Far from routine western with director Sam Peckinpah, in his sophomore picture, channelling territory that would later become more familiar, old friends turning enemies, the encroachment of civilization, the passing of the Old West, and sharing with The Misfits (1961) incredulity that the once noble occupation of cowboy/lawman has become redundant. In Major Dundee (1965) and The Wild Bunch (1969), the story turns on former friends turned enemies, here that aspect is in its infancy.
Down on his luck former lawman Steve Judd (Joel McCrea), shirt collar frayed, holes in his boots, eyesight not what it was, recruits old pal Gil Westrum (Randolph Scott), reduced to running a western sideshow, to help him escort a load of gold down from the mountains. Gil brings along his younger sidekick Heck Longtree (Ron Starr). Along the way, romance beckons for the ever romantically-inclined Heck when he encounters young Elsa (Mariette Hartley), daughter of Bible-thumping farmer Joshua. When she runs off, intending to marry prospector Billy Hammond (James Drury) at the mining camp, they act as her escort.
Gil turns out not to be the straight-shooter he originally appeared, planning to rob the gold consignment on the way back, with or without Steve’s assistance. The plot takes a wild detour in the mining settlement when Elsa realizes that her marriage will take place in a brothel, her fiancé is a drunk, and that his four brothers reckon they will have equal claim on her sex-wise. Gil arranges for the marriage to be apparently annulled, which doesn’t for a moment fool the Hammond brothers, and the return journey, already splintered by Steve working out what was on Gil’s mind, turns into one ambush after another.
The narrative switch away from the cowboys bewailing their lot, or, in Gil’s case planning payback for a life gone awry, to the plight of the vulnerable woman in the last of the lawless western wildernesses, is a nifty one. But you can’t help seeing Gil’s point, all the gun wounds, gunfights, months in hospitals, jobs lost as a result of confinement, make a man’s mind turn to the notion he has not been correctly reward for his endeavours. And not quite as convinced as Steve that honor makes up for everything.
There is some very lively dialog, great banter as Gil tries to sow sedition in Steve’s ear, Steve with an endless fund of humorous retorts, gently explaining that the hole in his boot is a masterpiece of the shoemaker’s art, a clever method of hidden ventilation, at each point deflecting a wily tongue probing for weakness. Steve is soon revealed as anything but a gunman past his past, or even a bare-knuckled fighter, knocking out cold a disbelieving Heck.
The romance is well done, Heck convinced he has prised Elsa away from her father, only to discover he is not included in her plans, and the isolated virgin unlikely to respond to male ardor. But when the reality of marriage strikes home, a slap in the face required to guarantee compliance, Elsa is extremely lucky not just to find Steve and Gil willing to come to her rescue, but for the less upstanding Gil to take legal matters into his own hand, although you can’t help feeling, in terms of the subsequent mortality rate, this is a hell of a price to pay for a young girl who was not aware of the realities of married life. But, hell, every decent western requires sacrifice.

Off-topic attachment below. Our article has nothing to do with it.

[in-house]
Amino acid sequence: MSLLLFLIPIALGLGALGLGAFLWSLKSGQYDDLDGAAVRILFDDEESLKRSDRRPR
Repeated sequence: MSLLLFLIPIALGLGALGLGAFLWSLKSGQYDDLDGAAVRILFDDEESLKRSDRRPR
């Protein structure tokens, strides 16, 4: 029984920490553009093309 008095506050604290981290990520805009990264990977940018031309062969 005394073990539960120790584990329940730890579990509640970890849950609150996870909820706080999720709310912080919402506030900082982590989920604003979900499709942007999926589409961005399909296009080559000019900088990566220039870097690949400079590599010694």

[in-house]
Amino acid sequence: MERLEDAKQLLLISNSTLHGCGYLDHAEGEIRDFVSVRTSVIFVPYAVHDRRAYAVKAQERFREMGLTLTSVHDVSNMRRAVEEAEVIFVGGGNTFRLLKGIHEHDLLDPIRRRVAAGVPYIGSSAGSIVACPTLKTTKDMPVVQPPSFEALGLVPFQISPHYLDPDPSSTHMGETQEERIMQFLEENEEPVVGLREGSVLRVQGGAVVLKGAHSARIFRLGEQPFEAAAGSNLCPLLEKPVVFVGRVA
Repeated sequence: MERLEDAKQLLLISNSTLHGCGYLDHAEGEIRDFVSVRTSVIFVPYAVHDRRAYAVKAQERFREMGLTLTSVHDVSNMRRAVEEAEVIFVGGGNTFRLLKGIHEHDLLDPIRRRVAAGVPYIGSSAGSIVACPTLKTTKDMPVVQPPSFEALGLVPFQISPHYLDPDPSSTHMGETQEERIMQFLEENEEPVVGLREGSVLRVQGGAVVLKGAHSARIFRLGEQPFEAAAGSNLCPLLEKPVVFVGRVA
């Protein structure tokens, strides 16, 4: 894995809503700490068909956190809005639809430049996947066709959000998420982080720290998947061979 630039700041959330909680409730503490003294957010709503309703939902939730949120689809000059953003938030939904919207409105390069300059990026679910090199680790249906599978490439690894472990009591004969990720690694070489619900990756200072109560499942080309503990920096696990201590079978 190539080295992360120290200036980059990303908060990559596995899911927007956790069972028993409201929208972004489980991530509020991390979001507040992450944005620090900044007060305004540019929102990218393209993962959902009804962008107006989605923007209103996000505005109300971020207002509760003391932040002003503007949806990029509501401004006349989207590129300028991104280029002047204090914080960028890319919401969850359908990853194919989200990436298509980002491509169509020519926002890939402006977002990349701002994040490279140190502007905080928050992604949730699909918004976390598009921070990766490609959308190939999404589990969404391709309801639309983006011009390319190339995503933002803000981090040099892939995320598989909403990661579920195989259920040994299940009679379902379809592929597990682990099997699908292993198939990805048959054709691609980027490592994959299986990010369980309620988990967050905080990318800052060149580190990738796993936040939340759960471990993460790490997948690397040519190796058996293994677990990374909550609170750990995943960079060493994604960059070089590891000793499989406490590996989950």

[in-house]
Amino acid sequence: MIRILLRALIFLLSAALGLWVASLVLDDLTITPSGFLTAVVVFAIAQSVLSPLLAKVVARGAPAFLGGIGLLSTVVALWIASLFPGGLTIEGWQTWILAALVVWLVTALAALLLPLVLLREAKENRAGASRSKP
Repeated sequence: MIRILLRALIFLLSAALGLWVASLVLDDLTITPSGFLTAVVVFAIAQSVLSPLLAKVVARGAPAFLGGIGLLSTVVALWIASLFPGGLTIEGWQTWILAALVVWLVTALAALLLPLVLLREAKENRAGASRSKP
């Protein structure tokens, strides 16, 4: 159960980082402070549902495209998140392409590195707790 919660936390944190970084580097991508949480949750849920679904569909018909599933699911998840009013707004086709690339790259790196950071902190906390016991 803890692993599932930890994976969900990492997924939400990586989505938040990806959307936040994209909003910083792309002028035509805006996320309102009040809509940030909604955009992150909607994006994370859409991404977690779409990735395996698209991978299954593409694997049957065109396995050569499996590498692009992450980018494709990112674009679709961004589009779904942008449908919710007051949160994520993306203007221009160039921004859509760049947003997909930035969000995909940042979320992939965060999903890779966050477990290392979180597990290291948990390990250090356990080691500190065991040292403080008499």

Peckinpah introduces some excellent twists on more common scenes. A horse race is won by a camel, belly dancers instead of saloon girls, the restaurant bust up in the traditional fistfight is Chinese, Steve assumes the crowds lining the streets to witness the race are extending a hospitable welcome to him, courtesy of his previous exploits. And to Gil’s consternation, the fat pot of gold, literally, diminishes by the minute, the original quarter of a million dollars reduced first to twenty thousand and then a mere eleven, almost hardly worth reneging on a lifetime friendship. Unusually, the lusty young Heck begins to question turning criminal. And the clue to Joshua’s behavior is visual, as we glimpse his wife’s headstone, marked “harlot.”
But when it comes to the showdown you will see an early rehearsal of the famed shootout in The Wild Bunch. But here observation takes the place of action and the steady drip-drip of Gil’s moans serve to highlight a life wasted in community service and Steve’s stoical insistence on law and order, a code that demands good humor in the face of adversity.
This was a splendid last hurrah for Randolph Scott (Western Union, 1941) , well past his Hollywood heyday and now consigned to B-movie westerns, though lucky enough to team up with Budd Boetticher for the seven late-1950s pictures known as the Ranown Cycle, now held in very high esteem. Joel McCrea (Union Pacific, 1939), too, was on the downward Hollywood slide, pretty much restricted to westerns for the whole of the 1950s. This proved to be his final movie of this decade and he only made three more. So, for both, Ride the High Country, was a fitting send-off. Future Wild Bunch alumni Warren Oates and L.Q Jones had small parts.
Ron Starr (G.I. Blues, 1960) and Mariette Hartley (Marnie, 1964) were unlucky that their performances did not reach a wider audience, especially among producers, because they both created multi-faceted characters. Sam Peckinpah was far luckier, Ride the High Country becoming a calling card among foreign critics.